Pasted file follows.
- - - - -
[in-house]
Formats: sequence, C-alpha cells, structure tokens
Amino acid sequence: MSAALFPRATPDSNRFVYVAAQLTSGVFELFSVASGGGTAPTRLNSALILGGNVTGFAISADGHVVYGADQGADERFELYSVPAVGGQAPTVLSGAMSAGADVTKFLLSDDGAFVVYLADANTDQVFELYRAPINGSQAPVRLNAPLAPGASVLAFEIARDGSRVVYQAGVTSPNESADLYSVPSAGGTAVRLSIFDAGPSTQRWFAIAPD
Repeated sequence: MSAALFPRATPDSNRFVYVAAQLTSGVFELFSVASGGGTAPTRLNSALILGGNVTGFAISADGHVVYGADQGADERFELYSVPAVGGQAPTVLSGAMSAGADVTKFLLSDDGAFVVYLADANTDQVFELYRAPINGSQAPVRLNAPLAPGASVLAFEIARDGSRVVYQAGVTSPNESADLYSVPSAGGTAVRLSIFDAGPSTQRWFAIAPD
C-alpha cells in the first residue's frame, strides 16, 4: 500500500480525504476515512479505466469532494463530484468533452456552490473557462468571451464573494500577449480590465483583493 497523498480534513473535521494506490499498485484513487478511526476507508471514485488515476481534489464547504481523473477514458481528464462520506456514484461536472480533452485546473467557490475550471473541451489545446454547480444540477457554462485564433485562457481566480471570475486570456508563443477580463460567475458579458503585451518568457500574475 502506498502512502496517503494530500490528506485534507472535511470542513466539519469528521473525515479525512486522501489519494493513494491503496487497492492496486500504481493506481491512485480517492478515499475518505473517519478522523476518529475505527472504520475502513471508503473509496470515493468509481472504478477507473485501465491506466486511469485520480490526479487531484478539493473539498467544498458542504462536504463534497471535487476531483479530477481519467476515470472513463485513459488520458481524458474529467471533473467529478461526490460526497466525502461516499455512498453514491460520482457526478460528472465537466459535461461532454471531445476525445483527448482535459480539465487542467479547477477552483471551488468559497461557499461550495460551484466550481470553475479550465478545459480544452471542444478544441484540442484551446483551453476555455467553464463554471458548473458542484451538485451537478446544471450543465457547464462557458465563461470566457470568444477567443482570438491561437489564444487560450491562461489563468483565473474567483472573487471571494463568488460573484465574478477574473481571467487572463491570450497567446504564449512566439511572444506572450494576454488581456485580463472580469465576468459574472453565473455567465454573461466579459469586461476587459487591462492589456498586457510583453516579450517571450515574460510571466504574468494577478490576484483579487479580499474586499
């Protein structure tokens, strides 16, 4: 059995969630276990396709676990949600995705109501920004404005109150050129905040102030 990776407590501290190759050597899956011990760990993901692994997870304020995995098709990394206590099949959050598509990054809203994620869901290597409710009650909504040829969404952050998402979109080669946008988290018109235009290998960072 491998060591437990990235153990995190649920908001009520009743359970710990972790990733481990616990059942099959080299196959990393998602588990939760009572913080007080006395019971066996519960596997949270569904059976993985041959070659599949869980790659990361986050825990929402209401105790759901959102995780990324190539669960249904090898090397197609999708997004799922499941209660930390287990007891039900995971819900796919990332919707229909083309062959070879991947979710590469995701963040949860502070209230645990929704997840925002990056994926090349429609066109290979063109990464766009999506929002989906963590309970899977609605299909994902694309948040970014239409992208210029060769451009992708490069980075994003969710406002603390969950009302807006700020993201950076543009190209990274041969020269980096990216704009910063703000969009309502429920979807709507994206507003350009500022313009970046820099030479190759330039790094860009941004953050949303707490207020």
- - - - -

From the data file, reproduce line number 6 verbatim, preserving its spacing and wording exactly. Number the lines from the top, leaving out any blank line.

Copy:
């Protein structure tokens, strides 16, 4: 059995969630276990396709676990949600995705109501920004404005109150050129905040102030 990776407590501290190759050597899956011990760990993901692994997870304020995995098709990394206590099949959050598509990054809203994620869901290597409710009650909504040829969404952050998402979109080669946008988290018109235009290998960072 491998060591437990990235153990995190649920908001009520009743359970710990972790990733481990616990059942099959080299196959990393998602588990939760009572913080007080006395019971066996519960596997949270569904059976993985041959070659599949869980790659990361986050825990929402209401105790759901959102995780990324190539669960249904090898090397197609999708997004799922499941209660930390287990007891039900995971819900796919990332919707229909083309062959070879991947979710590469995701963040949860502070209230645990929704997840925002990056994926090349429609066109290979063109990464766009999506929002989906963590309970899977609605299909994902694309948040970014239409992208210029060769451009992708490069980075994003969710406002603390969950009302807006700020993201950076543009190209990274041969020269980096990216704009910063703000969009309502429920979807709507994206507003350009500022313009970046820099030479190759330039790094860009941004953050949303707490207020």